Marsilea vestita (Hairy Water Clover)
|Also known as:
|sun; vernal pools, muddy banks, edges of ponds
|spring - fall
|1 to 8 inches
|Wetland Indicator Status:
|GP: OBL MW: OBL NCNE: OBL
|MN county distribution (click map to enlarge):
|National distribution (click map to enlarge):
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Leaves and stems:
Leaves are basal and palmately compound in groups of 4, resembling a four-leaf clover. Leaflets are 1/5 to 2/3 inch long with smooth or softly hairy surfaces and smooth edges. Stems are sparsely hairy and 1 to 8 inches long. Leaves of submersed plants typically float on the surface of the water while land-locked plants are more erect. Colonies are formed from long rhizomes, rooting at the nodes.
Spores are contained in a flattened, round to oval capsule that is up to 1/3 inch long, on a stalk up to 1 inch long. The capsule is initially covered in hairs but quickly becomes smooth. The spore stalk arises from the rhizome at the base of a leaf stalk.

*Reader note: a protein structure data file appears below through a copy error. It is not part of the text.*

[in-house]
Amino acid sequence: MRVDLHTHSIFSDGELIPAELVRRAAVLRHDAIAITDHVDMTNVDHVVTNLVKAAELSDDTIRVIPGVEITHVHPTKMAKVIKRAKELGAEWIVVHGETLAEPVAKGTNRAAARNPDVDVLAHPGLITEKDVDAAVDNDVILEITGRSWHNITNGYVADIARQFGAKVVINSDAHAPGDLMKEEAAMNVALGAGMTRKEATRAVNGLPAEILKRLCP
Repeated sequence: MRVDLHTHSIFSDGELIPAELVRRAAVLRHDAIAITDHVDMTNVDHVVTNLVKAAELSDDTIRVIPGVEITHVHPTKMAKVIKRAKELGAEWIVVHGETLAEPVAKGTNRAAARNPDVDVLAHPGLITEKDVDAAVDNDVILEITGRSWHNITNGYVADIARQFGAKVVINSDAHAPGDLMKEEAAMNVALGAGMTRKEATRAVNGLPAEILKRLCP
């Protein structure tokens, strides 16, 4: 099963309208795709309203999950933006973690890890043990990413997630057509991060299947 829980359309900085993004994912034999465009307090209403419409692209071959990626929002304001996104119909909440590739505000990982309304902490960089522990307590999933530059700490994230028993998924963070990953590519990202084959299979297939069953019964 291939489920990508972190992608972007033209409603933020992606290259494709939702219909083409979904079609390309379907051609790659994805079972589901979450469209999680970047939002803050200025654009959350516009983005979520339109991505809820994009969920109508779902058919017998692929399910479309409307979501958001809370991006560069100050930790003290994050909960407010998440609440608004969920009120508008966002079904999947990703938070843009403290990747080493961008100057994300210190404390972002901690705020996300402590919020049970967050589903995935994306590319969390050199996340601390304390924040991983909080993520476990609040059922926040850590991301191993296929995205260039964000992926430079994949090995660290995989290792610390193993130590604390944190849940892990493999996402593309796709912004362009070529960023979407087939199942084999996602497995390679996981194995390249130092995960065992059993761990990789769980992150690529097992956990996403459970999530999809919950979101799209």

Although this fern may not bring you luck as a four-leaf clover might, you could count yourself lucky if you happen to see it within the state, as it is currently endangered in MN. While in other regions it can be found in pond edges, floodplains, and other low areas with fluctuating water levels, in MN it is limited to ephemeral pools in rock outcrops and shallow prairie pools. According to the DNR, it was listed as an Endangered species in 1996 due to its few numbers and very specialized habitat, which is at risk of destruction from mining and over-grazing, plus excessive herbicide use for weed control in pastures. This is only Marsilea species found in Minnesota.
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Photos courtesy Peter M. Dziuk taken at Pipestone National Monument in Pipestone County.
Have you seen this plant in Minnesota, or have any other comments about it?